QUESTION 88. What are the outward and ordinary means whereby Christ communicateth to us the benefits of redemption?
ANSWER: The outward and ordinary means whereby Christ communicateth to us the benefits of redemption, are his Ordinances, especially the word, sacraments, and prayer, all which are made effectual to the elect for salvation.
Q. 1. What do you understand by the benefits of redemption?
A. All the blessings of Christ's purchase, which may be summed up in grace here, and glory hereafter, Psalm 84:11.
Q. 2. Who communicateth these benefits or blessings to us?
A. Christ himself, who has them wholly at his disposal, Luke 22:29 -- " I appoint unto you a kingdom."
Q. 3. How comes Christ to have the disposal of them wholly in his hands?
A. By his Father's gift, John 3:35 -- "The Father loveth the Son, and hath GIVEN all things into his hand;" and by his own purchase of them; hence called a "purchased possession," Eph. 1:14.
Q. 4. What is it for Christ to communicate the benefits of redemption?
A. It is not to give away the property of them from himself, but to make us "sharers with him" in them all; that is, to make us "heirs of God, and joint heirs with Christ," Rom. 8:17.
Q. 5. Does Christ communicate them in a mediate or immediate way?
A. In a mediate way, through the intervention of ordinances, Eph. 4:11-14.
Q. 6. What are the ordinances by which Christ communicates to us the benefits of redemption?
A. They are "prayer and thanksgiving, in the name of Christ; the reading, preaching, and hearing of the word; the administering, and receiving the sacraments; church government and discipline; the ministry and maintenance thereof; religious fasting; swearing by the name of God, and vowing unto him."
Q. 7. Why are these called His ordinances?
A. Because they are all of them instituted and prescribed by him in his word, as the alone King and Head of his church, to be observed in it to the end of the world, Matt. 28:20.
Q. 8. Have we any reason to expect, that the benefits of redemption will be communicated by ordinances of man's invention and appointment?
A. No; for all such ordinances, having no higher sanction than the commandments of men, are declared to be IN VAIN, Matt. 15:9:they are condemned as will-worship, Col. 2:23; and the observers of them severely threatened, Mic. 6:16.
Q. 9. Why is it said, especially the word, sacraments, and prayer?
A. Because, though the other ordinances above mentioned are not to be excluded, as being all of them useful in their own place; yet the word, sacraments, and prayer, are the chief or principal outward means for communicating the benefits of redemption, Acts 2:42.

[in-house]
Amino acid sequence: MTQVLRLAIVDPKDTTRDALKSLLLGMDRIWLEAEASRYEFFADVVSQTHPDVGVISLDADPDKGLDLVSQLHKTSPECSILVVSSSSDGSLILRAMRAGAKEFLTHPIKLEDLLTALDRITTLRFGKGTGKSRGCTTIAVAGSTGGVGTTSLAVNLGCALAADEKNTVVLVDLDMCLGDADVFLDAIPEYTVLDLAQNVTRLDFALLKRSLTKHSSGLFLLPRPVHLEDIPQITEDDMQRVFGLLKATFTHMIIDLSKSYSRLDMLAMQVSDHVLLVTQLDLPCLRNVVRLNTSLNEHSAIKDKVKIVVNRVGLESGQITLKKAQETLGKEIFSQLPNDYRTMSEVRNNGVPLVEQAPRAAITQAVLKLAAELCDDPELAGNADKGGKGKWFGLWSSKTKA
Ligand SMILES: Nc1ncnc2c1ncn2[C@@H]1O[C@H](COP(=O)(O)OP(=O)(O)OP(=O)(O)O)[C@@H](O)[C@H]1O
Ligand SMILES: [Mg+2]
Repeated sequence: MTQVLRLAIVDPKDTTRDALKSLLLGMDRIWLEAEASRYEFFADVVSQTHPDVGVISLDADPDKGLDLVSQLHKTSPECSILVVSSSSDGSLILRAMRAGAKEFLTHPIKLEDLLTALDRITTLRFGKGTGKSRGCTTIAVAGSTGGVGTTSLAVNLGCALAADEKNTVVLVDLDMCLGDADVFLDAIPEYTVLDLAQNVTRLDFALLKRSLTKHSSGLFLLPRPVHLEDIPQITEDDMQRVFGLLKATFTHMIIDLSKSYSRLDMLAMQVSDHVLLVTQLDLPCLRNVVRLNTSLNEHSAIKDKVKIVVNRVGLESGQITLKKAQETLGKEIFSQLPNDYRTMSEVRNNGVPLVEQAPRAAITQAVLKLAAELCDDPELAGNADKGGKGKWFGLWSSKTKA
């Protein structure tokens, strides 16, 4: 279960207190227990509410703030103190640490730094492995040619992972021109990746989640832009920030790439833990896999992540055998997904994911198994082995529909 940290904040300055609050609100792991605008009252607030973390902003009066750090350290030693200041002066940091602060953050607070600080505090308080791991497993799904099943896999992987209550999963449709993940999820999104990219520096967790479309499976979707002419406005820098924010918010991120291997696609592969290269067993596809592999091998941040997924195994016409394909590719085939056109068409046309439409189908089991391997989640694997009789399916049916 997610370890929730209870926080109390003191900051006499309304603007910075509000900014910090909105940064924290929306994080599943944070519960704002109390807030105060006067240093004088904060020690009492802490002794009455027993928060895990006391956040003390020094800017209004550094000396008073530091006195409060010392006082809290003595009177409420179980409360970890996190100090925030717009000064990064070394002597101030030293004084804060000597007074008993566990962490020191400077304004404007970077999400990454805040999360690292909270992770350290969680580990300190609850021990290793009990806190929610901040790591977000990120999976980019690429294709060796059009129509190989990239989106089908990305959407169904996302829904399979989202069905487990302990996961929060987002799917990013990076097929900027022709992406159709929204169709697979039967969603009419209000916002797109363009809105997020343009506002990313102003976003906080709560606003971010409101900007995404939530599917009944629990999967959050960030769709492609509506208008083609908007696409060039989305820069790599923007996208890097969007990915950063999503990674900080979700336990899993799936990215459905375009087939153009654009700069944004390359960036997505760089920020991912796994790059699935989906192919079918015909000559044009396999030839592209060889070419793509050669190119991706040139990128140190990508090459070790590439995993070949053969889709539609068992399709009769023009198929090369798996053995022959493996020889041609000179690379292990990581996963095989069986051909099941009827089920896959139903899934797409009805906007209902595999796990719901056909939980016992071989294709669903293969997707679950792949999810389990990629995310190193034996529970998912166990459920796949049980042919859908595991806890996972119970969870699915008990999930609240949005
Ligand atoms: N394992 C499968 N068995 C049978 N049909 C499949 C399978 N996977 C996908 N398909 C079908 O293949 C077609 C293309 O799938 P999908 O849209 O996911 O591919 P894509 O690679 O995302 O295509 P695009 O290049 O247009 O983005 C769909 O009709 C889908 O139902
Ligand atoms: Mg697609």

Q. 10. What is the special usefulness of the word for communicating the benefits of redemption?
A. In the word these benefits are exhibited and offered to sinners of mankind, as the ground of their faith, that, believing they may be possessed of them all, John 20:31.
Q. 11. What is the special usefulness of the sacraments for communicating these benefits?
A. The sacraments represent to our senses, 1 Cor. 10:16, what the word does to our faith, and are designed for the confirmation of it, Rom. 4:11.
Q. 12. What is the special usefulness of prayer for the above purpose?
A. The prayer of faith fetches home to the soul all the good that is wrapped up both in the word and in the sacraments, Mark 11:24 -- "What things soever ye desire when ye pray, believe that ye receive them, and ye shall have them."
Q. 13. Why are the word, sacraments, and prayer, called means, by which Christ communicates to us the benefits of redemption?
A. Because he is pleased to begin and carry on the work of grace in the soul, by and under these ordinances, Acts 2:41, 42.
Q. 14. Why called the outward means?
A. To distinguish them from faith, repentance, and other inward means; and particularly to distinguish them from the inward and powerful influences of the Holy Spirit, which are necessary to accompany the outward means in order to salvation, Zech. 4:6.
Q. 15. Why called ordinary means?
A. Because they are the stated and ordinary way and method, by which Christ communicates the benefits of redemption to sinners of mankind, Rom. 10:14-18; Ezek, 37:28.
Q. 16. Are there any extraordinary means without the word, by which Christ communicates the benefits of redemption to adult persons?
A. No; for whatever providences God may make use of, when he is beginning or carrying on his work of grace in the soul, Acts 9:3-7; yet these dispensations are always to be considered in a subserviency to the word, chap. 16:25-33, or as occasions of the Spirit's working in concurrence with it, 2 Pet. 1:18, 19.
Q. 17. Are the ordinances, of themselves, effectual for communicating the benefits of redemption?
A. No; they are made effectual, Rom. 1:16.
Q. 18. To whom are they made effectual?
A. To the elect only, Acts 13:48.
Q. 19. For what end are they made effectual to the elect?
A. For salvation, Heb. 10:39
Q. 20. What is meant by salvation?
A. Not only a begun deliverance from all sin and misery, and a begun possession of all happiness and blessedness in this life, John 3:15; but likewise a total freedom from the one, and a full and uninterrupted enjoyment of the other, in the life to come, Rev. 21:4.
Q. 21. If the ordinances are made effectual to the elect only for salvation, why have others, in the visible church, the benefit of them?
A. To show the infinite intrinsic sufficiency of the satisfaction of Christ, 1 John 4:14; and, at the same time, to render those who slight such valuable privileges the more inexcusable, John 15:22.
Q. 22. What may we learn from Christ's instituting his Ordinances to be the outward and ordinary means of salvation?
A. We may from thence learn the difference between the church militant, which sees but through a glass darkly, and the church triumphant, which sees "face to face," 1 Cor. 13:12.